The tongue is a fascinating muscle. It allows us to speak, to sing, to laugh, and to kiss. It helps us in our digestion and allows us to taste all the wonderful culinary delicacies of the world.
The tongue itself is made up of internal and external muscles. The external muscles help to move the tongue in the various directions it needs to move. They also help keep the tongue firmly rooted in place.
The internal muscles allow the tongue to change shape, expand, and contract. These are the most important muscles when it comes to manipulating the tongue for speech.
A lot is known about the tongue, but there is a great deal of misconception as well.
How can we distinguish between fact and fiction when it comes to our food taster? The list that follows will dispel some commonly held misconceptions about the tongue and replace them with some truly unbelievable facts.
The Tongue is the Strongest Muscle in the Body
Even though this is a commonly believed piece of lore about the tongue, it is simply not true. There are many strong muscles in the body, and depending on how you classify strength, the strongest muscle may change.
The heart, with its incessant beating, could be qualify as the strongest. The thigh muscles, or quadriceps, have the most striated muscle fiber density, but the gluteus maximus, also known as the butt, is the largest muscle in the human body.
The jaw muscle is capable of exerting the most force, due to its level-like function. All of these win out over the tongue.
All Tongues Are the Same
Your mouth has an average of 10,000 taste buds. Not all of these are on the tongue. Roughly 2,000 are on the bottom of the tongue, while some are on the lips, inside the cheeks, and the rest on the top of the tongue.
Human tongues can vary in shape and size. Since no two are quite the same, your tongue is as unique to you as your fingerprint. Although there has been little research in the use of your tongue as a source of biometric security, this could change. There may be tongue-print ID scans in the future to replace the use of fingerprint scans.
Even the shapes we can make with are tongues are unique. The ability to roll your tongue is not a genetically inherited trait, as some believe.
Bigger is Always…Weird!
Most people don’t have exceptionally long or wide tongues. Measuring from the back of the tongue to the tip, the average human tongue is roughly four inches, with men’s tongues being slightly longer than women’s.
In the Guinness World Records, the longest tongue belongs to a man in the United Kingdom. It measured 3.86 inches from the tip to the middle of the holders closed top lip. Keep in mind that some of his tongue was still inside his mouth.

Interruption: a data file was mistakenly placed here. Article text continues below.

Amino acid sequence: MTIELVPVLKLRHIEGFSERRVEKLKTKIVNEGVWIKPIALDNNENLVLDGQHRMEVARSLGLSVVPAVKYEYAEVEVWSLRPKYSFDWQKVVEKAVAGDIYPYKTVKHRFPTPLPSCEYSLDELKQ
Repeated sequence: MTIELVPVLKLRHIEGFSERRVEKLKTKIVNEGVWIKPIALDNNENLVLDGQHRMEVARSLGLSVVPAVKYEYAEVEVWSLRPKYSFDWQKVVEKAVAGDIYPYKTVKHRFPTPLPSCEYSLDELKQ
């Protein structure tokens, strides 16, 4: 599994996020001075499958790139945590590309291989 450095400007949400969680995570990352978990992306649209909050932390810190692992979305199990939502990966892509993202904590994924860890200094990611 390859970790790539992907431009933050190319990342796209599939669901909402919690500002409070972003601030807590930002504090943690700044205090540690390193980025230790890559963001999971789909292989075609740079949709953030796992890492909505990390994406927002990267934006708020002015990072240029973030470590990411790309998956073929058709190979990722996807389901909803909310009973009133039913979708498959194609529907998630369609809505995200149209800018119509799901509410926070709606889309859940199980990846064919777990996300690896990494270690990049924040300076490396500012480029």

A male Pekingese named Puggy holds the record at 4.5 inches for the longest tongue on a dog. This was taken an animal clinic in Texas.
Staying in the animal kingdom, the blue whale—the largest mammal—has a tongue the size of an elephant.
There Are Only Four Tastes
There are five senses associated with taste: bitter, sour, salty, sweet, and umami. The first four should be roughly familiar to most people; umami needs a little bit of explaining. Umami recognizes the savory, things that aren’t sweet or sour, but a delightful combination of deliciousness.
Umami can be found in various cheeses, meats, fruits and vegetables.
Taste buds need to dissolve the chemicals in our food to identify which of the five senses it applies to. Since salt is water-soluble, it dissolves the quickest, making salty the first sense we recognize.
Cats Literally Eat Your Tongue
What’s wrong? Cat got your tongue? It is likely you have heard, or even said these words. You ask this to someone who is speechless or unable to respond to a question. But where does this saying come from?
Some people hold this saying is from ancient Assyria. When prisoners of war were captured, they would have their tongues cut out so they couldn’t speak ill of their new captors. Those tongues were subsequently fed to the king’s cats.
Others hold the saying is derived from the reaction of sailors being punished by a cat o’ nine tails.
Neither of these origins can be confirmed as accurate.
Interestingly enough, a cat’s tongue is lined with backwards facing barbs which acts like a comb during sessions of grooming or can aid to hold their prey in their mouth.
It’s Not Important to Take Care of Your Tongue
The tongue is a complex organ. We need it to accomplish many diverse activities in the world. It is important to take care of this wonderful organ.
Invest in a tongue scraper to help you to get rid of excess bacteria. Use mouthwash to rinse away excessive food particles and other residue.
If you clean your tongue regularly, you can avoid bad breath and other potential problems.